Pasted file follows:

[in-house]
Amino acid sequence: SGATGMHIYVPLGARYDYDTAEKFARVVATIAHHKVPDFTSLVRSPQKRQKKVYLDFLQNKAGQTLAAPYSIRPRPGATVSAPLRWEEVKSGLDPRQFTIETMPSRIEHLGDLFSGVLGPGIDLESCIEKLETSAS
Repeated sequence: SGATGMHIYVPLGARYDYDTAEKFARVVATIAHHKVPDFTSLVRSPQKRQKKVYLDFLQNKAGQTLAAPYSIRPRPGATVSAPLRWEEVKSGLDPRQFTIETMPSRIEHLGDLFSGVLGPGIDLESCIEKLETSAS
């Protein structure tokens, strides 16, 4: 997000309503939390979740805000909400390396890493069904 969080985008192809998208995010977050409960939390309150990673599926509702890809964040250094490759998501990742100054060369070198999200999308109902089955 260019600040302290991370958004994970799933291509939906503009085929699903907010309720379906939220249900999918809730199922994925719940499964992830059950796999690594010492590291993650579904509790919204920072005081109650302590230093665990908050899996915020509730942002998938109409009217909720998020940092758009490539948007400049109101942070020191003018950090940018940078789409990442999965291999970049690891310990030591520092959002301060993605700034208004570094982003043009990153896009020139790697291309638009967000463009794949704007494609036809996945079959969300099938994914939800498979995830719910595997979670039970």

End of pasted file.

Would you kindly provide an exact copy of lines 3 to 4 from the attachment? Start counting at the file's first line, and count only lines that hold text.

Repeated sequence: SGATGMHIYVPLGARYDYDTAEKFARVVATIAHHKVPDFTSLVRSPQKRQKKVYLDFLQNKAGQTLAAPYSIRPRPGATVSAPLRWEEVKSGLDPRQFTIETMPSRIEHLGDLFSGVLGPGIDLESCIEKLETSAS
């Protein structure tokens, strides 16, 4: 997000309503939390979740805000909400390396890493069904 969080985008192809998208995010977050409960939390309150990673599926509702890809964040250094490759998501990742100054060369070198999200999308109902089955 260019600040302290991370958004994970799933291509939906503009085929699903907010309720379906939220249900999918809730199922994925719940499964992830059950796999690594010492590291993650579904509790919204920072005081109650302590230093665990908050899996915020509730942002998938109409009217909720998020940092758009490539948007400049109101942070020191003018950090940018940078789409990442999965291999970049690891310990030591520092959002301060993605700034208004570094982003043009990153896009020139790697291309638009967000463009794949704007494609036809996945079959969300099938994914939800498979995830719910595997979670039970």